For Baby Boomers who were lucky, we found careers we’ve enjoyed, developed them, and furthered our educations and skills to grow onward and upward. We didn’t really need to know that the work we were doing had a large impact on any single person or organization. Enter the Millennials.
If you have Millennials in your organization or are needing to hire Millennials, I highly recommend starting your journey by watching Simon Sinek discuss
this generation on YouTube. A few years ago, I was struggling with a newly hired Millennial. She was bright, conscientious, motivated, and not expecting to be promoted to VP in her second month, despite recent Sitcom depictions of this mysterious bunch. But I couldn’t figure out what made her tick to ensure that she stayed with us. A colleague turned me onto Sinek, and within minutes of watching his video about Millennials, I understood this new hire, and now four years later, she is a telecommunications rock star.
My interpretation of Sinek’s message is that Millennials, who were basically born with smartphones in their hands, need to feel the impact of their work. They need to know for certain that what they are doing impacts someone, somewhere, for good. If you can’t draw that line for Millennials, they might work for a little while, but in the end, they won’t produce their best and won’t stay. Enter turnover costs.
In the growing complexity of the IT and telecommunications industry, the end customer keeps getting further away from us, and the line to that beneficiary of our services becomes more disjointed. How do we re-draw a straight line to those beneficiaries for our Millennial workers and answer their call for meaning? I will share with you how I’ve embraced that challenge and the energy that my Millennials bring to my firm in return.
1. Focus on Who Benefits
First, I focus on identifying the actual beneficiary of our services. I own a telecommunications consulting firm and have chosen to specialize in the senior housing industry. The people that contact us every day are the staff and managers of assisted living facilities and similar properties. The facility staff aren’t the ultimate beneficiaries; the facility residents are. The Grandma Sallys or Grandpa Joes are the beneficiaries. For the most part, the staff calls us because their office phones or IT peripherals need service, or they need to add devices or services. We aren’t talking to Sally or Joe, nor are we restoring or adding service directly for their use. We are restoring or adding service so that the staff can focus on serving Sally or Joe. So, I ask my staff to put a picture of their grandparents on their desks. When a particularly urgent situation arises, I remind them to pretend that this is their grandparents’ home. Direct, impact.
I think Millennials have this just right. If I’m working to restore an outage just because that’s my job, I may not say the same things to the carrier to get them to care enough to escalate, as I would if I knew that’s where my grandparents lived, or at least thought of it that way.
2. Reduce Their Stress Levels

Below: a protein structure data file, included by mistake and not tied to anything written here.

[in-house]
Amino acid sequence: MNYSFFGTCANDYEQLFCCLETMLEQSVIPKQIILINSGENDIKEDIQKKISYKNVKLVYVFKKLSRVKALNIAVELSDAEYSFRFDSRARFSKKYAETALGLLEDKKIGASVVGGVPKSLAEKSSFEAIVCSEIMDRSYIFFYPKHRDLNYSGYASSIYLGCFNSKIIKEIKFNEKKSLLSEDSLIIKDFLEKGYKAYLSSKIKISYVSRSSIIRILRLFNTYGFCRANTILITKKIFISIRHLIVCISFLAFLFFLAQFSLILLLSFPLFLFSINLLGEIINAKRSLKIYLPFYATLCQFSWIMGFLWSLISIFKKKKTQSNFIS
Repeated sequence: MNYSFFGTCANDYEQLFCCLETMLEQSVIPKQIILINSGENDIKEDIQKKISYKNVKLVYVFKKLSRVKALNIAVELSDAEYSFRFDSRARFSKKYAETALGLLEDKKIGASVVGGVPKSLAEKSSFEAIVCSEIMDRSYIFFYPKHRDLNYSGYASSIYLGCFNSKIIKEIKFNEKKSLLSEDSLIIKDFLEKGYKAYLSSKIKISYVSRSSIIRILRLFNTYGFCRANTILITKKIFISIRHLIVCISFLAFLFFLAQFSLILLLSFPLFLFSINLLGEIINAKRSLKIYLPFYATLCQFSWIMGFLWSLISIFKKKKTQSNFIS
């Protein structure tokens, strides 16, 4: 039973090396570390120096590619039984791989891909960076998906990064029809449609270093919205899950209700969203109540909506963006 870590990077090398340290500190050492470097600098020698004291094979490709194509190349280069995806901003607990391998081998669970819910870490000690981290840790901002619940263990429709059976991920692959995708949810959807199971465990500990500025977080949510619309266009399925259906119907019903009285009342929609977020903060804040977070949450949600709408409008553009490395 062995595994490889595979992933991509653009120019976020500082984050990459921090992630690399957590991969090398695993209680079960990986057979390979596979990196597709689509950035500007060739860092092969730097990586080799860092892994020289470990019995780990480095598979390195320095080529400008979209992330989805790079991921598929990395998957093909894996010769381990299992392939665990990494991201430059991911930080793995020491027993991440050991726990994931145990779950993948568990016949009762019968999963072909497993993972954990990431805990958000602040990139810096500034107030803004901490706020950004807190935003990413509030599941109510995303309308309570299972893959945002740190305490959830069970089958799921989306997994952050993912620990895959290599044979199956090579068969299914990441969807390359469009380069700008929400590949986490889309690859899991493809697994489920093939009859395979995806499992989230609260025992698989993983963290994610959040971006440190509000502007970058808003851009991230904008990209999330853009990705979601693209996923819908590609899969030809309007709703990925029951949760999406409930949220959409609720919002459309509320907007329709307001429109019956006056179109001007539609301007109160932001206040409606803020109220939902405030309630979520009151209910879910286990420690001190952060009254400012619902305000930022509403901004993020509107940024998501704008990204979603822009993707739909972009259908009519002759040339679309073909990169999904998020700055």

Second, I find ways to relieve their stress. They are very stressed out. I think this condition may be because of the volume of information that they deal with on a day-to-day basis via multiple social networking platforms, video gaming, texting, etc. Life is a fire hose pointed right at them. To calm them, we’ve chosen to invest in a state-of-the-art office environment with cool colors, motorized standing desks, adjustable high-quality desk chairs, and curved cubicles that filter light but still offer some privacy.
We also feed them. In our eat-in kitchen, they have a large selection of healthy breakfast, lunch, and snack items. For them, it’s not just about the cost of meals; it’s the stress of having to remember to prepare and bring something and not be late to work. It’s also about not wanting to spend half their paychecks on having deliveries made and the carbon footprint of that one meal – yes, they think about that. I think Baby Boomers would even agree that it’s about not having to figure out what you want to eat for lunch! They walk into the kitchen, open the fridge or freezer, and grab something. Easy, stress-free.
3. Ask What's Fun
Third, I recognize Baby Boomers and Millennials have different ideas of what’s fun. Millennials typically don’t want you in the middle of their off-work time. For many years, I held a formal holiday party on a Saturday night and asked everyone to dress up and come out to dinner, mingle appropriately during the cocktail party, engage with others during the sit-down dinner, and not dash out saying that they don’t eat dessert. This year, I tried something new, a movie on Friday night. The team collectively decided on a movie, and we went to one of those premier theaters, where dinner is served as they watched. Of course, there was also movie theater popcorn and candy. The movie started at 5:30 pm, and they were all home by 8 pm, leaving the rest of the weekend to themselves. No spouses/significant others. No fancy dresses or suits. Fun.
What Millennials Give Back
Each week, I reflect on what we are doing for our young team, which is more than the impact, food, and fun. The result of all this cost, effort, and psychology is Millennials return the favor with incredible energy and vigor. They thirst for knowledge, make connections more quickly between relevant pieces of information, and adapt to systems, software, and processes without drama. Being nimble and adaptable is critical to our industry and to the new world we all live in. Millennials are poised, with the right support from their leaders (us), to take technology to the next level, bringing us along for the ride. Give Millennials a chance, and don’t forget to feed them!